22 Southern California Newspapers Will Be Preserved, Digitized, And Available To The Public
Soon, The World Will Have Access To More Local California History.
UC Riverside’s Center For Bibliographical Studies And Research will house 22 Southern California Community Newspapers — Preserving 150 years of local journalism that will be digitally accessible to the public by 2024.
The Topanga Journal, Topanga Messenger, Whittier Star Reporter, Beaumont Gazette, Baker Valley News, Yucaipa Valley Mirror, Alpenhorn News from Running Springs, Tustin News in Orange County, and The Liberator, an early 20th-century paper documenting the African American Community in Los Angeles, are some of the publications included. Several papers are still running today, others were short-run publications; all will be archived and preserved on microfilm, then digitized and available via the center’s California Digital Newspaper Collection, or CDNC, website. The CDNC serves as the state’s primary online repository of digitized California newspapers.
The project was made possible with a $58,000 grant from the John Randolph Haynes and Dora Haynes Foundation. The project is part of the more than 25 million newspaper pages that have been archived and digitized with the support of other similar grants, said Brian K. Geiger, director of the Center for Bibliographical Studies and Research.
“The center’s primary mission is to preserve California history via its newspapers,” Geiger said. “This project is unique in that these are family or community-owned newspapers that for decades, and centuries in some cases, have only been available in physical copy to residents and visitors of those communities. Nobody else. Now we get to share with the world and learn more of california’s rich history.”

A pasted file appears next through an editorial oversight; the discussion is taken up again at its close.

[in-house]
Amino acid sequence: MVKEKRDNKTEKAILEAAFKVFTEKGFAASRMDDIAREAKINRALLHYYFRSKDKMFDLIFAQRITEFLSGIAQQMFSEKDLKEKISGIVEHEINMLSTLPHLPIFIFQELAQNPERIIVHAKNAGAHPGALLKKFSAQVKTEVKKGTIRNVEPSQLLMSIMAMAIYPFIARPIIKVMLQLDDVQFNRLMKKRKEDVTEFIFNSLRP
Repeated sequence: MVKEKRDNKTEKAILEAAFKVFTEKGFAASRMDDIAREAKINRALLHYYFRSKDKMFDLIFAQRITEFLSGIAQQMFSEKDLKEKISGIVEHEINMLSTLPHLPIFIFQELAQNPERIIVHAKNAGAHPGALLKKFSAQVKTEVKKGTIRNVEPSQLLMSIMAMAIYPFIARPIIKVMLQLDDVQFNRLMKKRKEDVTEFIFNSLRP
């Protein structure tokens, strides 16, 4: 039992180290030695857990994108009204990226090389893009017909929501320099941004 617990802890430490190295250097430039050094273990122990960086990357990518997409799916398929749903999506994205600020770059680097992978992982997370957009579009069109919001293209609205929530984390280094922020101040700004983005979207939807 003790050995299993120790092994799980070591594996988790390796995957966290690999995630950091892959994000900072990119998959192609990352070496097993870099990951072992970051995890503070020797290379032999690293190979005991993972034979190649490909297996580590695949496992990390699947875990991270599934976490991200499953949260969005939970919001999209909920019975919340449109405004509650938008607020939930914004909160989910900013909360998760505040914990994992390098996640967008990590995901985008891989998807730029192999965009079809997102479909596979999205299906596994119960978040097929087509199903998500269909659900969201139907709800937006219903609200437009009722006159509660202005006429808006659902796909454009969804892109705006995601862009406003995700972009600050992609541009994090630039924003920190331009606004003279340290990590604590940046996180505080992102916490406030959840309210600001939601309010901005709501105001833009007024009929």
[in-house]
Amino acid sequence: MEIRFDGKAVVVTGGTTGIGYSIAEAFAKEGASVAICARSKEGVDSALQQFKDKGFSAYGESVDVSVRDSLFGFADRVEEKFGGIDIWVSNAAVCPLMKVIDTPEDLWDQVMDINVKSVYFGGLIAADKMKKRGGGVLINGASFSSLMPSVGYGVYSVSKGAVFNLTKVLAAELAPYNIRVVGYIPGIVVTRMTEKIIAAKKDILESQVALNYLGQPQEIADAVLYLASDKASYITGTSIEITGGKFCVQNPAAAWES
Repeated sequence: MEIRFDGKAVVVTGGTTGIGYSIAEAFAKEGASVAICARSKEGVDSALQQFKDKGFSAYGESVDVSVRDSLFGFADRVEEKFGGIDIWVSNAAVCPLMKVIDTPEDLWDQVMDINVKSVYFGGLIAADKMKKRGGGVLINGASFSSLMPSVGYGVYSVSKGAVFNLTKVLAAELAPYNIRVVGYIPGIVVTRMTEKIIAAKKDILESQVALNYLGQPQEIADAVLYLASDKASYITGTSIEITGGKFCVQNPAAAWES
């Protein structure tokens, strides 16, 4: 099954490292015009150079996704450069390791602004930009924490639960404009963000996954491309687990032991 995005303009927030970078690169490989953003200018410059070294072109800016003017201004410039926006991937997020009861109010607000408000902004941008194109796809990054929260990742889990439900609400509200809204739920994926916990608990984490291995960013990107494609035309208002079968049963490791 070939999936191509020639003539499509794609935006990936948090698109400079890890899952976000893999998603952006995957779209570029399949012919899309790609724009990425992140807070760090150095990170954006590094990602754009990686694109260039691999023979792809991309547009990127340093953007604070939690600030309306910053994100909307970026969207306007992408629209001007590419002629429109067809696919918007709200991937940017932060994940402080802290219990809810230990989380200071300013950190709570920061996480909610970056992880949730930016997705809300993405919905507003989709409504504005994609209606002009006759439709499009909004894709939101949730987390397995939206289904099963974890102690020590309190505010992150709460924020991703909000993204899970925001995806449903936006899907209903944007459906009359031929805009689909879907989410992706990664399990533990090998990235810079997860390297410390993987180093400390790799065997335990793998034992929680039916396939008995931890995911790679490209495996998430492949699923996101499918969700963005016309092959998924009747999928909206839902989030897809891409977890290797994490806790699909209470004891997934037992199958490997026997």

More than 100,000 pages are being scanned and placed on microfilm by backstage library works, a Pennsylvania-based company. Once this part of the process is complete, microfilm reels will be shipped back to UCR. The second part of the project is digitizing them in order to make them available online. This last leg is expected to take nine months to a year, Geiger said. The goal is to have all nine newspapers online by 2024.
Once the project is completed, about 100,000-150,000 pages will be searchable online. The oldest newspaper copy is the Herald of Banning, from the 1880s.
You can read more in an article by Sandra Baltazar Martínez published in the University of California, Riverside web site at: https://bit.ly/3eATU9P.